Fearing the burdens of U.S. court litigation, many foreign companies doing business with American counter-parties insist on forum selection clauses that call for resolution of disputes outside of U.S. courts, either in foreign courts or international arbitration. High on the list of objectives may be avoiding U.S.-style discovery, which can justifiably strike fear into the hearts of non-U.S. companies. However, before congratulating themselves too heartily, such companies should consider the often overlooked provisions of a U.S. statute that authorizes U.S. courts to order discovery for use in certain foreign legal proceedings. Continue Reading
The United States government has a powerful new tool to gain access to data stored overseas – the CLOUD Act, which was enacted this spring. If you are a company based overseas, particularly if you use a cloud service provider with a significant U.S. presence, it just got a lot easier for the U.S. government to get your data, and the data you hold for your customers.
Background to the CLOUD Act
Since 1986, U.S. law enforcement’s access to electronic data held by private third parties has been regulated by the Electronic Communications Privacy Act (ECPA,18 U.S.C. § 2510 et seq). That law was enacted, in part, to extend government restrictions on wire taps from telephone calls to include transmissions of electronic data by computer and stored electronic communications. These issues are addressed in Title II of ECPA, known as the Stored Communications Act (SCA). While ECPA and the SCA have been amended several times since 1986, their primary provisions have remained the same, meaning that much of American law relating to government access to electronic data held by third parties was in fact drafted several years before email was commonly used and the World Wide Web was even created. Continue Reading
In late June, there were reports that the Trump Administration would use emergency powers to restrict Chinese investment in the United States. On Wednesday, the White House backed away from that position after the House of Representatives passed a bill on Tuesday expanding and increasing the powers of the Committee on Foreign Investment in the United States (CFIUS). The bill is called the Foreign Investment Risk Review Modernization Act (FIRRMA). Continue Reading
KEPCO is at the heart of an inquiry into the alleged repeated import of North Korean coal into the Republic of Korea. Reportedly, 8 other Korean companies and 2 other banks may also be involved and may also be under investigation.
The story may have come as a shock to some, who saw President Trump’s visit with the North Korean leader Kim Jung Un as a sign of a coming détente. However, that meeting resulted in very little substantive change by the DPRK or the United States, and UN and U.S. sanctions remain in place. Continue Reading
A recent California case may force companies doing business with foreign entities to reconsider—and maybe rewrite—their contracts. In Rockefeller Tech. Invs. (Asia) VII v. Changzhou Sinotype Tech. Co., No. B272170, 2018 WL 2455092 (Cal. App. June 1, 2018), the California Court of Appeal held that parties may not contract around the formal service requirements of the Convention on the Service Abroad of Judicial and Extrajudicial Documents, commonly referred to as the Hague Service Convention. The decision could have profound implications for international business.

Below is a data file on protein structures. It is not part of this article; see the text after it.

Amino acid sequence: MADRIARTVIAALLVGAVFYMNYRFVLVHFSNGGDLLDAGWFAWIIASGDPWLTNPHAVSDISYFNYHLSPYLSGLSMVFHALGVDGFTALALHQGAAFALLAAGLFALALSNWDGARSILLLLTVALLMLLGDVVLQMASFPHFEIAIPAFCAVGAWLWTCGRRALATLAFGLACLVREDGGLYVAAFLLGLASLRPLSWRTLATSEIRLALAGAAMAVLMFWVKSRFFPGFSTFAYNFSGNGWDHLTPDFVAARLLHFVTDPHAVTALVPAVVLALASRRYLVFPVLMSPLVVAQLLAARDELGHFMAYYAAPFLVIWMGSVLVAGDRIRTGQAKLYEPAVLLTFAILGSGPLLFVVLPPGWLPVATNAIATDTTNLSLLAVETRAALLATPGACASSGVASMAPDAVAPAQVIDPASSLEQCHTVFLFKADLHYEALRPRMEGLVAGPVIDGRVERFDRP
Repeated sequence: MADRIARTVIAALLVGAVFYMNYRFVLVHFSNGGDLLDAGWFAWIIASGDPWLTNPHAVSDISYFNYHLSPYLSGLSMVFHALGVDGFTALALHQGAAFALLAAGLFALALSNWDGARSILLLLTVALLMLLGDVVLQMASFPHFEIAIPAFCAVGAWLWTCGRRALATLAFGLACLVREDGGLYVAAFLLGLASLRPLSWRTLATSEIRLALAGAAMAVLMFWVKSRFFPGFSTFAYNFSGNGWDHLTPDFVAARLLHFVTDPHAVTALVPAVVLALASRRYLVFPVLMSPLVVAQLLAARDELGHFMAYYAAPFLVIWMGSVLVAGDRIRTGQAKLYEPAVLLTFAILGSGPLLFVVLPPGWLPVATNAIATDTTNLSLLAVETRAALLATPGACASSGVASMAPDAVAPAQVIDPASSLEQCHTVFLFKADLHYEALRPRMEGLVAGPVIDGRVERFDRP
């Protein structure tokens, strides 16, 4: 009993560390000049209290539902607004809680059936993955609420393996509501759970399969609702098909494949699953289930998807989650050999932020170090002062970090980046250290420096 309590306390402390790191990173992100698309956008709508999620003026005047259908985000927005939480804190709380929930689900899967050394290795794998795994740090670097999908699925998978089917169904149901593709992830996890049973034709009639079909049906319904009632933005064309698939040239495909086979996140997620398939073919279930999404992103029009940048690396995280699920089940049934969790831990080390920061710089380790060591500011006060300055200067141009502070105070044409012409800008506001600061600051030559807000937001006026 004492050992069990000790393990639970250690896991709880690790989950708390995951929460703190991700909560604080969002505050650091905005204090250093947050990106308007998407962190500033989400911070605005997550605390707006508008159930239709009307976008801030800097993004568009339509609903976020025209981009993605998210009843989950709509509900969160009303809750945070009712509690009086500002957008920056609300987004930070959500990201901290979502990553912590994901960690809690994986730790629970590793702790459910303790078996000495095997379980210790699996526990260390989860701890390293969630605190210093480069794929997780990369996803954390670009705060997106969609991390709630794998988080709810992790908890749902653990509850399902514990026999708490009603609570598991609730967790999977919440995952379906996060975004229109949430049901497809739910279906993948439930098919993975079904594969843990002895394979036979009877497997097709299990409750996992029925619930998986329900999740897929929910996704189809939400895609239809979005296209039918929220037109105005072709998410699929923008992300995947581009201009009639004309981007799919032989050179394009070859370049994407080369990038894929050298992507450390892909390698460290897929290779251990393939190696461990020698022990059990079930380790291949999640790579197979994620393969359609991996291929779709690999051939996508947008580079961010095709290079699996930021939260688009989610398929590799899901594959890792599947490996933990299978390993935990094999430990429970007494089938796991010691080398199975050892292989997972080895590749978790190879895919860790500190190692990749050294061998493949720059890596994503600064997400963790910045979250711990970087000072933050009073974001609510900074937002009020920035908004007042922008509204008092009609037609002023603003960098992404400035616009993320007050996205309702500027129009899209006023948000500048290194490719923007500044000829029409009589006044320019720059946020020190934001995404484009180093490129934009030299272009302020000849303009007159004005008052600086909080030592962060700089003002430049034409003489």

What is Prop 65?
Prop 65 is a California law that requires California consumers receive warnings regarding the presence of chemicals that cause cancer or reproductive toxicity. The law is highly technical, constantly evolving and actively enforced by the government and private enforcers. Continue Reading
‘Tis the season to wonder, what will 2018 bring? We may speculate on things like a private company making a moon landing or a peace accord with North Korea. We may be certain of things like well-intentioned gym memberships and a host of new-you products.
Somewhere between speculation and certainty we find the U.S. Government’s scrutiny of foreign direct investment in the United States. The recently proposed Committee on Foreign Investment in the United States (CFIUS) reform introduced in Congress sheds some light on the future of CFIUS reviews. Continue Reading
The U.S. Copyright Office is making changes to the Digital Millennium Copyright Act (DMCA) safe harbor agent registration process. The changes impact both new online service providers as well as existing online service providers who have already registered an agent. Read on for details about what you will need to do. Continue Reading
HERE WE ANSWER A FEW OF THE QUESTIONS THAT YOU MAY HAVE
What does decertification mean?
For the time being, decertification is a solely U.S. issue. Under the Iran nuclear agreement (known as the Joint Comprehensive Plan of Action, or JCPOA), Iran agreed to limits on its nuclear program in exchange for relief from U.S. and UN sanctions. Soon after the JCPOA was signed, the U.S. Congress passed the Iran Nuclear Agreement Review Act (INARA). That law requires the president to certify to Congress every 90 days that Iran is meeting the terms of the nuclear agreement and that continuing to waive sanctions on Iran is vital to the security interests of the United States. President Trump has stated that on October 15, he will decertify Iran under INARA on the grounds that continuing to waive sanctions is not in the national security interests of the United States. Continue Reading
CFIUS has the power to unwind your M&A deal. That power will likely expand. That is the headline.
The Committee on Foreign Investment in the United States (CFIUS) reviews acquisitions by foreign parties of “critical industries” and “critical infrastructure” in the United States. The inter-agency committee’s actions warrant plenty of explanation, and you can find much of it here.